So Northern Colorado had a flood. You may have heard about it. I have been in my house five days now; my neighborhood was essentially an island, surrounded by flooded out streets and blocked roadways. The city was gradually opening up, then flooded again. We are lucky; we bought this house in May, and it is still safe and dry. I don’t know how; the surrounding roads were underwater. Every neighborhood where we first considered buying a home went under; had we chosen those homes, we’d have been homeless now. If we were still living int he apartment, we’d have lost our cars and storage unit. We have water, power, heat, food. My daughters sleep safely in their beds. We’re lucky.
At the beginning of the week, the clouds rolled in, relieving us from the oppressive heat. We were thrilled. Two nights later, at three am, I sat up watching the torrential rains fall as the emergency signals began to blare on TV. City after city went under as our beautiful, peaceful rivers swelled to raging monsters. In the morning, my friends fled her flooded home and managed to make it to my town before the roads were closed. Their path to their daughter was blocked, so they came to my house and we waited it out together. The emergency signals continued almost hourly, and we waited to see if our house would last each night. The park across the street filled to the brim with water. Rain pattered ceaselessly. We watched movies with the kids, cooked, and my friend taught M to make lanyards.
A month prior, I had found a leak in the basement and calked the foundation myself. I prayed it would hold. It did. I called friends around town and checked on their safety.
During the occasional storm break, we ventured out to get food. The grocery store was jammed, with the checkout line wrapping the perimeter of the store. The manager apologized over the intercom for the lack of supplies and the lines, and offered pay to anyone who knew how to run a register and could jump in. Tensions ran high, but people stayed civil.
The next day, one road opened. My friend bought us a turtle cake before she left. My husband and I made dinner together, hugging each other, so relieved that we were unscathed, so sad for our friends and their destroyed house. Exhausted from the sheer adrenaline that comes with waiting, feeling my stomach finally unclench and the stress headache disappear. I sat on the driveway and watched the water int he park sink down, blinking back tears. Peeking in at my little girls late at night. Watching TV and eating cake, while others around, I knew, were airlifted to shelters. Why us? Why were we safe and so many others weren’t? I’m so grateful to be safe, and yet distressed. What else can I do but sit here and stay out of the way, and let the people do their jobs?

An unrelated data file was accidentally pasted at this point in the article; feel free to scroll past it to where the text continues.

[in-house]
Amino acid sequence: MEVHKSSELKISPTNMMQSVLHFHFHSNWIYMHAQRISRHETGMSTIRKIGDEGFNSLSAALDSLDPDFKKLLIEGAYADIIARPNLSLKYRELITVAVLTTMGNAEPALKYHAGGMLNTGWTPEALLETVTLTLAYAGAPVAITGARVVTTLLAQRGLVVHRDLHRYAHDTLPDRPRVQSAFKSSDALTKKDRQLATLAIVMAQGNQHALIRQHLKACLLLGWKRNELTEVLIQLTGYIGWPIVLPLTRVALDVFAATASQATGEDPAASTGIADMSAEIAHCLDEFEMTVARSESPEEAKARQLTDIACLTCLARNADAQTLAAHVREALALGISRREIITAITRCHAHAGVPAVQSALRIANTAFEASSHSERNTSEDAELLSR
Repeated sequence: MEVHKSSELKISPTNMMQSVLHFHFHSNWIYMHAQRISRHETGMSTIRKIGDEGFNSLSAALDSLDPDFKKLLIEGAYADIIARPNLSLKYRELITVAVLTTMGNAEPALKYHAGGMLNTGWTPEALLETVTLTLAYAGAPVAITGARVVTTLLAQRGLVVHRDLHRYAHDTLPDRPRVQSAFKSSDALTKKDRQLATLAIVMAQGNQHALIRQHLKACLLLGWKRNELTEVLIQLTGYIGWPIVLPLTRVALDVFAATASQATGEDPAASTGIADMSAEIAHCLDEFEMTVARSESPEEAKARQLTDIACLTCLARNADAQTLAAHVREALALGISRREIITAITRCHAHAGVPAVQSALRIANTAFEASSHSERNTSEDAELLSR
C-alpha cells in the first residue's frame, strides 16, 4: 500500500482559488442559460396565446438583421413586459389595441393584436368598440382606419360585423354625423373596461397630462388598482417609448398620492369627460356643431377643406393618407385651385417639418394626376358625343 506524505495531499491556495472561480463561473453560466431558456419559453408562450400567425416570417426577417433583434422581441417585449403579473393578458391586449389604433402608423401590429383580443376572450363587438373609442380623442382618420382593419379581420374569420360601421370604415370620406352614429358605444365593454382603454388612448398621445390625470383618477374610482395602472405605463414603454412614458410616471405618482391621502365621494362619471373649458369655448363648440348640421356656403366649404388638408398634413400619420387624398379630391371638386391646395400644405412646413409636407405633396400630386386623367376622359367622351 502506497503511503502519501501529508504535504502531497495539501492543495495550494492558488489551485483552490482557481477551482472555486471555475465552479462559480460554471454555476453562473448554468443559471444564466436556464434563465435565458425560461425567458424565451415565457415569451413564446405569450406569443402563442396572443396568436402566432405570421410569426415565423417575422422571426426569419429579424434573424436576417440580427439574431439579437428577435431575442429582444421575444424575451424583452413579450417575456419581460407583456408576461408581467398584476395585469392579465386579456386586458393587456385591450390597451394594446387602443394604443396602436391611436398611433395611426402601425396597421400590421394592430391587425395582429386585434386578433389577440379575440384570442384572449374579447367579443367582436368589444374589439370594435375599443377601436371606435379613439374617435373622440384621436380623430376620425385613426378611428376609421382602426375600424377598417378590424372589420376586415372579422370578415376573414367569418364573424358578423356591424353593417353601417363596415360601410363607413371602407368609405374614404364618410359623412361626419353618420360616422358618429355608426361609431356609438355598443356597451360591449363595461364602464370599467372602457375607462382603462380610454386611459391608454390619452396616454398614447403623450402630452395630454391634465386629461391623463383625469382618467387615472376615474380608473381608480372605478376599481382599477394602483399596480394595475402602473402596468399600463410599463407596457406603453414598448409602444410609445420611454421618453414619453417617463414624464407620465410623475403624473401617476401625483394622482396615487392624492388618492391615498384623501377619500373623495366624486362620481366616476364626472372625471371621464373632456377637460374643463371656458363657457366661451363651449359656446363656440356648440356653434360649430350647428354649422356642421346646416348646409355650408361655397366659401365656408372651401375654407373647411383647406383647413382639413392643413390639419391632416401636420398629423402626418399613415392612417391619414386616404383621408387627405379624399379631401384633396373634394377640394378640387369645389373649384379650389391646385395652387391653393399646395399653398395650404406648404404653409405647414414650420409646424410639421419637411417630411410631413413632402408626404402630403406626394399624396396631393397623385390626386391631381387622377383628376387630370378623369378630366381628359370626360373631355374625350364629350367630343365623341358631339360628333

My husbands rode his bike out and took some photos. He described roads caked in a mixture of mud, debris, drowned animals, and broken children’s toys. It took snowplows to blade it all off.
We went for a walk near our house later, ice water squelching out of the ground into my shoes. A Chinese family sat out on the lawn, and even though their toddler spoke no English, she and my daughter ran and played in the grass, and we smiled at each other in mutual relief.
The sun came out today. I planted shrubs with my daughter, had some cake, cleaned house. We went out today when the roads opened up, amazed by the devastation some neighborhoods suffered, while others were untouched. Roads caked in mud and debris, mobile homes with their bases shattered, railroad tracks warped and snapped. Mud spattered up over the walk signs on the streetlight, rendering them unusable. A pile of cars slammed together by the water, crumpled in one large pile, a sign reading Corvette Repair crashed down on top. A man opening his car door to have a deluge of water pour onto his feet. An old woman weeping beside the destroyed railroad. A little girl’s sparkly Hello Kitty suitcase jutting out of the mud, her doll face down nearby. Our beautiful river that M loves to run by, raging over fallen trees, the paths sucked under. Broken bridges. An image of a park in Boulder on the news where M was swinging only this summer, that same swing in the rain, the giant oak cleaved in two by a log.
There’s good news, too. The evacuation centers are so overwhelmed with volunteers and donations they turned some away. Missing people found. People who saved pets and took them home, returning them to their owners. A woman who collected horses and is keeping them at her ranch until the repairs are done. The townspeople are out sweeping, washing, hugging each other, smiling and waving, everyone happy to be alive. Children playing in the sun. My daughter twirling on the lawn, hugging her baby doll. My husband said, “People are like ants…you step on their homes, they rebuild.”
Currently, there are 20000 homes damaged or destroyed, and the floods continue. We’ll do our best. My feelings are indescribable…my heart breaks for everyone hurt by the flood. Yes, they can rebuild, but it won’t be the same–you can replace stuff, but the memory of devastation lives on. (And it’s very easy to say “it’s just stuff” when it’s not your stuff.) I feel so blessed to be safe. So relieved that no one I loved died. So tired, so loved, so frightened. So helpless. But most importantly, still alive.
If you live somewhere where you didn’t know about the floods, you can see it here:
If you want to help, look here:
In the meantime, everyone, stay safe. Give the people you love an extra hug or phone call. See if there are things you don’t need to donate to someone who does. Have some cake, enjoy the moment, treasure the time you have.
Love you all. Stay dry.